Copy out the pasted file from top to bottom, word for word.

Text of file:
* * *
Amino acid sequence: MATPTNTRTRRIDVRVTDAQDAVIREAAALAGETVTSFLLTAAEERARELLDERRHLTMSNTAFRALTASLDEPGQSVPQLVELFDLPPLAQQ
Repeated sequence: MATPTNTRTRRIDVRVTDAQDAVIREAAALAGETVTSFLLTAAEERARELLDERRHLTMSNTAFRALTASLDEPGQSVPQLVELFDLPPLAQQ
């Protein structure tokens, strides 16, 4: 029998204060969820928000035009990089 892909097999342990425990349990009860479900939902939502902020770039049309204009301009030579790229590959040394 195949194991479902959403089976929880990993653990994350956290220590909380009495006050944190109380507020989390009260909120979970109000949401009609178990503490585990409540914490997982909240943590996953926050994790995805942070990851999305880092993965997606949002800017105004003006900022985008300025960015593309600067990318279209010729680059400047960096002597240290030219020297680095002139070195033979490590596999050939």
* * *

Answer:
Amino acid sequence: MATPTNTRTRRIDVRVTDAQDAVIREAAALAGETVTSFLLTAAEERARELLDERRHLTMSNTAFRALTASLDEPGQSVPQLVELFDLPPLAQQ
Repeated sequence: MATPTNTRTRRIDVRVTDAQDAVIREAAALAGETVTSFLLTAAEERARELLDERRHLTMSNTAFRALTASLDEPGQSVPQLVELFDLPPLAQQ
């Protein structure tokens, strides 16, 4: 029998204060969820928000035009990089 892909097999342990425990349990009860479900939902939502902020770039049309204009301009030579790229590959040394 195949194991479902959403089976929880990993653990994350956290220590909380009495006050944190109380507020989390009260909120979970109000949401009609178990503490585990409540914490997982909240943590996953926050994790995805942070990851999305880092993965997606949002800017105004003006900022985008300025960015593309600067990318279209010729680059400047960096002597240290030219020297680095002139070195033979490590596999050939």